By Vern Hee – Special to the Pahrump Valley Times
The scene is set and you can almost hear the von Trapp children singing the lyrics “So long, farewell. Auf Weidersehen, goodbye” from the Sound of Music. It would be a fitting end and a good farewell to the much loved music teacher at Pahrump Valley High School, who will leave at the end of the school year.
Music Director David Tomasini, in late April, stunned the staff and student body with his decision to accept a teaching post in a third world country. Tomasini will be headed to Kathmandu, the capital city of Nepal where he will spend two years teaching music to children.
Tomasini said, “My mom has done medical work in Haiti my entire life and I have been really fascinated about going to a third world country. I have been interested in the Peace Corps in the past, the position just opened up.”
The bulk of the music students will miss Tomasini’s leadership but it is business as usual as the students prepare for the last two concerts of the year.
Tomasini said, “The students have been very mature and amazing. I had to explain to them that this was a dream of mine. They are really excited for me and they are not upset and we are setting up the leadership for next year,” said Tomasini.
Tomasini said there has been little time for him to really think about leaving because he is so busy with his preparations for the benefit concerts. He had four concerts scheduled in May. Two of them were held last week when the concert band and drumline gave their final concerts to benefit charities chosen by the students. Drumline did their performance for elementary music programs while the concert band did one for a German Shepherd rescue.
May 22 the Women’s Choir, a group of over 70 young women, will be dedicating their concert to Veterans and will be singing an assortment of patriotic songs.
The Select Choir will end the week by performing a dinner theater on May 25 and 26 when the students stage their favorite scenes from their favorite Broadway musicals. Tomasini said the students will be in costume for their mini performances. Dinner will be a three course meal served in the cafeteria. No ticket information was available at press time. All proceeds will benefit the PVHS music department.
Tomasini said the students in each group were allowed to pick their charity as part of the leadership principles he stresses throughout the year. It has been a major part of rebuilding the music department from the ground up.
Dani Altiero, a senior and Select Choir member described the leadership.
“Each class had their own leadership. In each music class there were section leaders. The leadership led by example and helped to teach other students. I think some of that leadership will help next year’s new teacher.”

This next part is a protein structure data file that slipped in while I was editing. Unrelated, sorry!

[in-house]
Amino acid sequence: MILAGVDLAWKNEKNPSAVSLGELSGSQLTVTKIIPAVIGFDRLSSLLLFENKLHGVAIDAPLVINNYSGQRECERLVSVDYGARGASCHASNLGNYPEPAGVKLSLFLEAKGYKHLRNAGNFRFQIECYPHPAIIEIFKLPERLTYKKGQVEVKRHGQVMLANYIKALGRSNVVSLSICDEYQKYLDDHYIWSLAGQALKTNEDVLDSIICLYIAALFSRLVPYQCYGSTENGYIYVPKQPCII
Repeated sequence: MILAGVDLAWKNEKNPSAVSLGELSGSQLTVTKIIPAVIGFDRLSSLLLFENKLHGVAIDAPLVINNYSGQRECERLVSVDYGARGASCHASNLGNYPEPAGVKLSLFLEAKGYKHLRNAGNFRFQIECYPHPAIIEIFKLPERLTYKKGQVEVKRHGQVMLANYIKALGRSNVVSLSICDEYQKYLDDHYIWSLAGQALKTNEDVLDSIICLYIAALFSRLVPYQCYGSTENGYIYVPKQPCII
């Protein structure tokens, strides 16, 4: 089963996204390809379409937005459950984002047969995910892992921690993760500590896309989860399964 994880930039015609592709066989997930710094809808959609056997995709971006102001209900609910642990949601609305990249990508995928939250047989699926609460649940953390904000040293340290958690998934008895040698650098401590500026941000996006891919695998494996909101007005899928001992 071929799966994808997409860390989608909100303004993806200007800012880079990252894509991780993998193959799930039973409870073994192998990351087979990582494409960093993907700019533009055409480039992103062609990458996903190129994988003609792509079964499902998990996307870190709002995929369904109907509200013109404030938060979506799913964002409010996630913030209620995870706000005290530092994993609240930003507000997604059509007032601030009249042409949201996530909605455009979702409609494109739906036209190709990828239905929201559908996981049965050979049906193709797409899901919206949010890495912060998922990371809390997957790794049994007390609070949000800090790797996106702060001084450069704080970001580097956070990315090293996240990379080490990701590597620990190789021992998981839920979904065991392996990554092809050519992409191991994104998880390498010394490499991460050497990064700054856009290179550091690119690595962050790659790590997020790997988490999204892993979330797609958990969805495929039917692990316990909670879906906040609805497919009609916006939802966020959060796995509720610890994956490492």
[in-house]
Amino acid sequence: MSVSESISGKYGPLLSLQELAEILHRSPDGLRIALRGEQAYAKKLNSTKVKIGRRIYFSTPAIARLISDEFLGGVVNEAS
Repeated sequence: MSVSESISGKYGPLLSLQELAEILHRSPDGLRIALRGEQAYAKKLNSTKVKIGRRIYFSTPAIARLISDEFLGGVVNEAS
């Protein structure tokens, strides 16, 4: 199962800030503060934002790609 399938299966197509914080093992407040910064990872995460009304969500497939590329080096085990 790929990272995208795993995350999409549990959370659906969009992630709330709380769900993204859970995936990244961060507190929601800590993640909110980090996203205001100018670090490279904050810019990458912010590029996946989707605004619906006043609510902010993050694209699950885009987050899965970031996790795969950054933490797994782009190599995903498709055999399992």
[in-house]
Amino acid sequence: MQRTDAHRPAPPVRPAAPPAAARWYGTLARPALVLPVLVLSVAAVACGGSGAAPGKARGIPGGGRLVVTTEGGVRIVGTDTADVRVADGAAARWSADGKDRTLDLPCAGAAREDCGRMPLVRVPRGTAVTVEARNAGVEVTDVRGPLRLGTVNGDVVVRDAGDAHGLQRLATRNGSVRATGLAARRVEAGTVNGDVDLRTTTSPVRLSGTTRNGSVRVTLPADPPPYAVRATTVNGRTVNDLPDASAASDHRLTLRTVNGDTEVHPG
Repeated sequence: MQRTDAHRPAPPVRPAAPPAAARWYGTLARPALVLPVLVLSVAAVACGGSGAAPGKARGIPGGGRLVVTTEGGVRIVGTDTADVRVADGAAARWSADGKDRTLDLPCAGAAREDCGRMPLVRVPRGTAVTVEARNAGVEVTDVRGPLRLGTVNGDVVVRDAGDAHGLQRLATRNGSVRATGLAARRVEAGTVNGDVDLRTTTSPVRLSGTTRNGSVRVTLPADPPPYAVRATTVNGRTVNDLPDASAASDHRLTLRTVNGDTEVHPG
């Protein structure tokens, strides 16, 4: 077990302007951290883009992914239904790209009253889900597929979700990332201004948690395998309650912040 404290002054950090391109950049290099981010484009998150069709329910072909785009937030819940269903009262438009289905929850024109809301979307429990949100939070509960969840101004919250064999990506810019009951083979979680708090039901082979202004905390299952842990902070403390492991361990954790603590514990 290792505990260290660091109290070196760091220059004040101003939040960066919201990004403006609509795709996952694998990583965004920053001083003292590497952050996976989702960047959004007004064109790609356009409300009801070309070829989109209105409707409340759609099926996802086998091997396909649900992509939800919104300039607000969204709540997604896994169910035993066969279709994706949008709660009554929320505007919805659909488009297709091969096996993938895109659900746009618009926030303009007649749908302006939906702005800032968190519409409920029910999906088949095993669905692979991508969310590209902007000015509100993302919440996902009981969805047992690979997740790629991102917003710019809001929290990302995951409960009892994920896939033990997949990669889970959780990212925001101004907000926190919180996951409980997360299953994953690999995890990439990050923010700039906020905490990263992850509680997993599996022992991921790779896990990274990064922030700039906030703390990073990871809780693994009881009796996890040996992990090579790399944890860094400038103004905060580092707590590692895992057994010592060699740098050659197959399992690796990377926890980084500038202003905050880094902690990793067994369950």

Kelley Raberge, a junior Select Choir member added, “He teaches all of his students to take their own leadership, he stresses teamwork. One person takes over, there are not a lot of opinions on how to do things, and with the student leadership there is just one way. The students follow the student leadership and things get done. If things do not work out that way then they try something else.”
Tomasini said substitute teachers always loved teaching his classes because to be honest, there was not much for them to do. The classes basically led themselves.
Tomasini has resurrected the music department in his short term of two years and has taken it to new heights. He said in regards to his students, “I keep reminding them that the magic has always been in them, it’s never been about me and what I am capable of doing. Really all I have been trying to do is show them that they can take the reins, and they can open this side of themselves up.”
Max Buffi, principal of PVHS, was not upset at losing his prize teacher. He was blunt and to the point and stated, “If David Tomasini would have stayed with us I believe we would have had the best music program in the state. He then continued, “It took me a while to find the right fit. That is the toughest part. Losing Tomasini is like losing a head football coach.”
The problem Buffi sees is the same problem they had when they hired Tomasini. There are not many music teachers who can teach marching band and choral music too. He said the administration and the district will work hard over the break to find a well qualified teacher.
Altiero is of course saddened that her mentor will be leaving but she understands the reasons why. “It is really sad for the program and for the juniors and sophomores that are just starting out with him but it is really exciting for him. It is like a good opportunity. Now somewhere else they will have a really excited awesome teacher and they will have the privilege of having him as a teacher. It will be a struggle for the new teacher at first but I think that the strong program that he has built will continue after he leaves.”
Raberge sadly thanked Tomasini for all his teaching and hard work and added, “Tomasini taught me everything about singing. He taught me different parts and how to read music. He taught me how to enjoy music. He pushed me toward my dreams and inspired me to work hard.”
When asked what he will miss about Pahrump, Tomasini said he would miss the togetherness of the town.
“I can not believe how much love and support there is in this town. When people come together here it’s just incredible. I kinda think it’s like this secret — it’s something that when you drive into town you don’t really see. Students treat each other here with huge amounts of kindness. The experience has been awesome.”